Time marches on.  Our last two weeks have been amongst the hardest since Henry was born.  And today, the culprit, emerged from his gums like some ivory flag, proudly marking the reason for all the upset.  Henry has not had a good time of it cutting his first tooth, and for the last weeks has had regular doses of ibuprofen, paracetomol and Bonjela.  His appetite has been affected, sleep cycle and general happiness (we are very lucky and he is normally a cheerful wee soul).  But perhaps now he can rest a bit?  We hope so, because a tired, cranky Henry leads to two very tired parents.  Again and again I reminded of how difficult this would be if I didn't even have a partner to share the burden with.  Single parenting is not an easy choice I imagine.  If, of course, it is ever a choice.

And what else has changed in life in recent times?  Stinkpig is now independently mobile.  That's right adults, lock up anything you don't want chewed, slapped, pulled or slobbered on because it is now likely to be within his reach.  And if it is not within his reach?  Why, he will just stand up and attempt to bring it within his reach!  Henry is now crawling, and is on the verge of walking as he shuffles round various pieces of furniture.

This has led to new highs of parental guilt.  I challenge anybody living in an everyday home, looking after a newly moving child to protect them from knocks, bangs and scrapes.  In the last week, and only with me, he has:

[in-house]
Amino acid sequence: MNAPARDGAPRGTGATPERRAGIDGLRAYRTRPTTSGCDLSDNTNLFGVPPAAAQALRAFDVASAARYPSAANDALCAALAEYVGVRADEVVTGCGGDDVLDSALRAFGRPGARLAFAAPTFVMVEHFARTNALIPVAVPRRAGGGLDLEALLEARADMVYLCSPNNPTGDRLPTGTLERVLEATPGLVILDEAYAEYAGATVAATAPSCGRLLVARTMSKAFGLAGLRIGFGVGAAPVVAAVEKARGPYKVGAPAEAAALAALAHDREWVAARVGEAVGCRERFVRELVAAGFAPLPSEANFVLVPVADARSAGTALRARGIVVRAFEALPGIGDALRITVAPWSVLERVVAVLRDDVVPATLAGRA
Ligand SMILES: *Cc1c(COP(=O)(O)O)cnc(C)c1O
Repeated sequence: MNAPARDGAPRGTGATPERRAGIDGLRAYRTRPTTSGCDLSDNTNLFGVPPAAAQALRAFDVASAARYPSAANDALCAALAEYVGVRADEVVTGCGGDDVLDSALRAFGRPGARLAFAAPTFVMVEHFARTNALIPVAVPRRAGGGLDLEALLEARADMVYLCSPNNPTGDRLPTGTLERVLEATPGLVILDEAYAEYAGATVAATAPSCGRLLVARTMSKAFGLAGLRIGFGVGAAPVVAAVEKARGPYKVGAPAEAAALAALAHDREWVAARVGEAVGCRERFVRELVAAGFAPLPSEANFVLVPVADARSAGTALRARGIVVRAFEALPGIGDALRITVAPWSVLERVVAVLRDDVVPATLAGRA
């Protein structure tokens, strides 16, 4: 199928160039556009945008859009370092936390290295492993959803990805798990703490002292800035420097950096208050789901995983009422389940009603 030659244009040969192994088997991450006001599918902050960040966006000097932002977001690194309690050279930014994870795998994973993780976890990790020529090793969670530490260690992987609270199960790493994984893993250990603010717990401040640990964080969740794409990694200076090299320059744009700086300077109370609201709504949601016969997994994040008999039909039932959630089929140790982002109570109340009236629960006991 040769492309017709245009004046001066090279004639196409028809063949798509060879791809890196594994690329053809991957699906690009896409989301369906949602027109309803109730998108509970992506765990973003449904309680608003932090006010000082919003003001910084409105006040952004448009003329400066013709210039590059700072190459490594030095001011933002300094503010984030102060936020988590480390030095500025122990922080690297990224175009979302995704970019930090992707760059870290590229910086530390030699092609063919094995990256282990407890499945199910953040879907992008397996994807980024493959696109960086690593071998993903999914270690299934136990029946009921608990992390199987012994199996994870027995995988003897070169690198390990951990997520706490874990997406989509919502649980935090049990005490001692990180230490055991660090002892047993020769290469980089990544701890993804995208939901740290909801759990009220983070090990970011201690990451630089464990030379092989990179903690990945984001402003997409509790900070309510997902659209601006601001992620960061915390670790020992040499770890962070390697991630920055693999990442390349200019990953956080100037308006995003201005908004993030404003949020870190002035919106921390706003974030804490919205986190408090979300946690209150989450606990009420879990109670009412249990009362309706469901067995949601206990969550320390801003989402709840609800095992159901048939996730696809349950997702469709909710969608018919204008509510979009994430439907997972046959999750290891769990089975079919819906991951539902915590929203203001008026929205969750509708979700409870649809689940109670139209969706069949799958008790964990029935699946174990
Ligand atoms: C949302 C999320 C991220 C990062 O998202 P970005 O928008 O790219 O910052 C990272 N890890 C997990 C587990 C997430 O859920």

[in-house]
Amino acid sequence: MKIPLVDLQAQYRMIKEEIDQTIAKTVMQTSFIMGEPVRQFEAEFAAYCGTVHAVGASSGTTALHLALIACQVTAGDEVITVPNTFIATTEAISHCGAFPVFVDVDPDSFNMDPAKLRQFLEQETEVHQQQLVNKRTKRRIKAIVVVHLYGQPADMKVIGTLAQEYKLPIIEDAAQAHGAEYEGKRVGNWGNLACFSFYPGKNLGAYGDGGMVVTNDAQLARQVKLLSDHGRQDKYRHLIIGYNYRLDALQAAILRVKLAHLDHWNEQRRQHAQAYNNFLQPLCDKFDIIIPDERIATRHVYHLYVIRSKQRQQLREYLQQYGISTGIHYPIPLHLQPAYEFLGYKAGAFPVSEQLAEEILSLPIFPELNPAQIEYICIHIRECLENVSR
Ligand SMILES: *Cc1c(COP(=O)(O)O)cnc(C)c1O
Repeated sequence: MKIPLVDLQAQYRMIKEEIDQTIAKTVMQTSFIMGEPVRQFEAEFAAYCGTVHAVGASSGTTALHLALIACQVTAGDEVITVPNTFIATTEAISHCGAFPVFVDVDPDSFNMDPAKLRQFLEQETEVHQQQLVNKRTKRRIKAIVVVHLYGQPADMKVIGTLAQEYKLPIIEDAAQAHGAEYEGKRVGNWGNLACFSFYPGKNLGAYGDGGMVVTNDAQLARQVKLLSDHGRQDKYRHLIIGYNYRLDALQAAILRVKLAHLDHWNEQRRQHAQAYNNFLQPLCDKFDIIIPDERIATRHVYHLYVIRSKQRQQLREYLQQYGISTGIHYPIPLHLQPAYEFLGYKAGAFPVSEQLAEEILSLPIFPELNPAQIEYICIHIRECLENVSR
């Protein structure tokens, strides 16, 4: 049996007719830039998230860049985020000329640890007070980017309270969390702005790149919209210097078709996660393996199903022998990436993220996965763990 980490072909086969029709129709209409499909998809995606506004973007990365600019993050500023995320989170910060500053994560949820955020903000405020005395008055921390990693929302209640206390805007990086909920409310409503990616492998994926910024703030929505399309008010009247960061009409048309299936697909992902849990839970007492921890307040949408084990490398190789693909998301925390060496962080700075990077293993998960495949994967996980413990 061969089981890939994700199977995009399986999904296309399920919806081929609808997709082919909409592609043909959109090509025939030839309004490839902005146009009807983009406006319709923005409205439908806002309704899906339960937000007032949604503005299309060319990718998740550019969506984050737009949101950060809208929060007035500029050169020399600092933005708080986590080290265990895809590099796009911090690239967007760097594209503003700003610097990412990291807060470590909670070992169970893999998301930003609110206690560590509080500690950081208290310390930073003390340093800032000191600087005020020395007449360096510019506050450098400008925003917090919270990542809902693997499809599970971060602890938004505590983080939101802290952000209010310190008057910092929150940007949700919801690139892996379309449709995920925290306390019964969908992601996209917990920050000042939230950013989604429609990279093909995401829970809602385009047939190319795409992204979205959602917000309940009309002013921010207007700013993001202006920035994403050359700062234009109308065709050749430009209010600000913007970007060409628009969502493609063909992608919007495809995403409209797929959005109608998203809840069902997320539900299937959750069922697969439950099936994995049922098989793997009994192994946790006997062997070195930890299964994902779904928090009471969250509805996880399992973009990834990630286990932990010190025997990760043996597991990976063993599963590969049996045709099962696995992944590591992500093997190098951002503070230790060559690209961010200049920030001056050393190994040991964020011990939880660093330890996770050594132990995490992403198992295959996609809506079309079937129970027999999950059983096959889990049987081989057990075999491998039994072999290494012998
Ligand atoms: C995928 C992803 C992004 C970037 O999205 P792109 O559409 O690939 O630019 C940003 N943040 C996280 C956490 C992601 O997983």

• had a lump under his eye where he slipped in the bath (he even bloody crawls in that), banged his head off the side and slipped momentarily under the water.  I have never moved so quick, very nearly cracking ribs in the process of pulling him out of the water.
  • pulled a pan rack, complete with pans, down.  It was only by sheer luck that it bounced beside him rather than on him.
  • within the space of two minutes slipped three times on the kitchen floor and banged his head.
  • slipped pulling himself the kitchen cupboard resulted in another banged head.
  • trapped his hand under the pan while his other hand pushes down on it to lever himself into a standing position.
  • pulled a cola bottle over onto his hand.
  • pulled the bin down on top of himself.
The list could probably carry on.  And that is just with me. His mum could probably add an even longer list (because she his with him more, not because she less competent than me).  Being a baby is an extreme sport; being a parent is a continuous test of how good are your risk assessment skills and how much guilt is it possible to feel without breaking down into a gibbering, weeping wreck.  And, as a parent, the standard response is to quickly pick him up, laughing, and pretending it's all a game.  What a thoroughly confusing approach for the child!